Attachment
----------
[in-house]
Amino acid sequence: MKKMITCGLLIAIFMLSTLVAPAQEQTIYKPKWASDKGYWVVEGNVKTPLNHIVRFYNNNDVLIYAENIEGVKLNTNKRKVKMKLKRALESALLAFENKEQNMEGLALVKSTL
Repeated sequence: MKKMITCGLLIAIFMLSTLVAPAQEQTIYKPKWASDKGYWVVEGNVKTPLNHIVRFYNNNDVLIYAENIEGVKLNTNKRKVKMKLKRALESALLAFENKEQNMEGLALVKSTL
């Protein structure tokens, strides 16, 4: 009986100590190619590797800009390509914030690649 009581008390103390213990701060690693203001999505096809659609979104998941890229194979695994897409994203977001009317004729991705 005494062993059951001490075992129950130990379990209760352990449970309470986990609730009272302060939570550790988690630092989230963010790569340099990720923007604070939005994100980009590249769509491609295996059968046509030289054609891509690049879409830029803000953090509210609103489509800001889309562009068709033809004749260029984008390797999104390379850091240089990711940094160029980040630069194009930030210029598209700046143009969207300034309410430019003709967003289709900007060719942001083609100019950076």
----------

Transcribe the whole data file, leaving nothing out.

[in-house]
Amino acid sequence: MKKMITCGLLIAIFMLSTLVAPAQEQTIYKPKWASDKGYWVVEGNVKTPLNHIVRFYNNNDVLIYAENIEGVKLNTNKRKVKMKLKRALESALLAFENKEQNMEGLALVKSTL
Repeated sequence: MKKMITCGLLIAIFMLSTLVAPAQEQTIYKPKWASDKGYWVVEGNVKTPLNHIVRFYNNNDVLIYAENIEGVKLNTNKRKVKMKLKRALESALLAFENKEQNMEGLALVKSTL
């Protein structure tokens, strides 16, 4: 009986100590190619590797800009390509914030690649 009581008390103390213990701060690693203001999505096809659609979104998941890229194979695994897409994203977001009317004729991705 005494062993059951001490075992129950130990379990209760352990449970309470986990609730009272302060939570550790988690630092989230963010790569340099990720923007604070939005994100980009590249769509491609295996059968046509030289054609891509690049879409830029803000953090509210609103489509800001889309562009068709033809004749260029984008390797999104390379850091240089990711940094160029980040630069194009930030210029598209700046143009969207300034309410430019003709967003289709900007060719942001083609100019950076």